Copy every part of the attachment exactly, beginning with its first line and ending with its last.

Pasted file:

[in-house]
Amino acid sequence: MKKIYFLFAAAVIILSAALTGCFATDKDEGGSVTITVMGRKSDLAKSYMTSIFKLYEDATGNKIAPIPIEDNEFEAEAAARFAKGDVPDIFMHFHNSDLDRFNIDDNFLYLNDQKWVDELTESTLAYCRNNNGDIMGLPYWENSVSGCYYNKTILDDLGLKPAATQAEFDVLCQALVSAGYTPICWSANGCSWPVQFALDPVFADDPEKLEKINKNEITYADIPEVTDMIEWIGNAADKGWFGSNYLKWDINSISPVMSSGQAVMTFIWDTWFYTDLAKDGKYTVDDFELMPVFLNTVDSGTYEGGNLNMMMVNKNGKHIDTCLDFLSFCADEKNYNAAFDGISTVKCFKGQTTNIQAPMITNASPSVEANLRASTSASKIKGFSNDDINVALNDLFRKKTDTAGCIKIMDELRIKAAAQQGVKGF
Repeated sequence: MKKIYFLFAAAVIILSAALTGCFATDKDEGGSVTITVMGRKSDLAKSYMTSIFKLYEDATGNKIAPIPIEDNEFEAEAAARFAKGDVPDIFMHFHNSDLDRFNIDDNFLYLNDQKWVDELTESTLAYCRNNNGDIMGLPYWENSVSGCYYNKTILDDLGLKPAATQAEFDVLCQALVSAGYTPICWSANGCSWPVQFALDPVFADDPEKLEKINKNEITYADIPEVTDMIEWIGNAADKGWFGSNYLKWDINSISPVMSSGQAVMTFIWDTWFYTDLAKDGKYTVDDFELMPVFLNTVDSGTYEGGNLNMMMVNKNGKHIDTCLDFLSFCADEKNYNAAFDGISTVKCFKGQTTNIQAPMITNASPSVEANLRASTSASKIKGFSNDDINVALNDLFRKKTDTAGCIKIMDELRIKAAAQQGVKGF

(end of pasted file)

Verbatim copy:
[in-house]
Amino acid sequence: MKKIYFLFAAAVIILSAALTGCFATDKDEGGSVTITVMGRKSDLAKSYMTSIFKLYEDATGNKIAPIPIEDNEFEAEAAARFAKGDVPDIFMHFHNSDLDRFNIDDNFLYLNDQKWVDELTESTLAYCRNNNGDIMGLPYWENSVSGCYYNKTILDDLGLKPAATQAEFDVLCQALVSAGYTPICWSANGCSWPVQFALDPVFADDPEKLEKINKNEITYADIPEVTDMIEWIGNAADKGWFGSNYLKWDINSISPVMSSGQAVMTFIWDTWFYTDLAKDGKYTVDDFELMPVFLNTVDSGTYEGGNLNMMMVNKNGKHIDTCLDFLSFCADEKNYNAAFDGISTVKCFKGQTTNIQAPMITNASPSVEANLRASTSASKIKGFSNDDINVALNDLFRKKTDTAGCIKIMDELRIKAAAQQGVKGF
Repeated sequence: MKKIYFLFAAAVIILSAALTGCFATDKDEGGSVTITVMGRKSDLAKSYMTSIFKLYEDATGNKIAPIPIEDNEFEAEAAARFAKGDVPDIFMHFHNSDLDRFNIDDNFLYLNDQKWVDELTESTLAYCRNNNGDIMGLPYWENSVSGCYYNKTILDDLGLKPAATQAEFDVLCQALVSAGYTPICWSANGCSWPVQFALDPVFADDPEKLEKINKNEITYADIPEVTDMIEWIGNAADKGWFGSNYLKWDINSISPVMSSGQAVMTFIWDTWFYTDLAKDGKYTVDDFELMPVFLNTVDSGTYEGGNLNMMMVNKNGKHIDTCLDFLSFCADEKNYNAAFDGISTVKCFKGQTTNIQAPMITNASPSVEANLRASTSASKIKGFSNDDINVALNDLFRKKTDTAGCIKIMDELRIKAAAQQGVKGF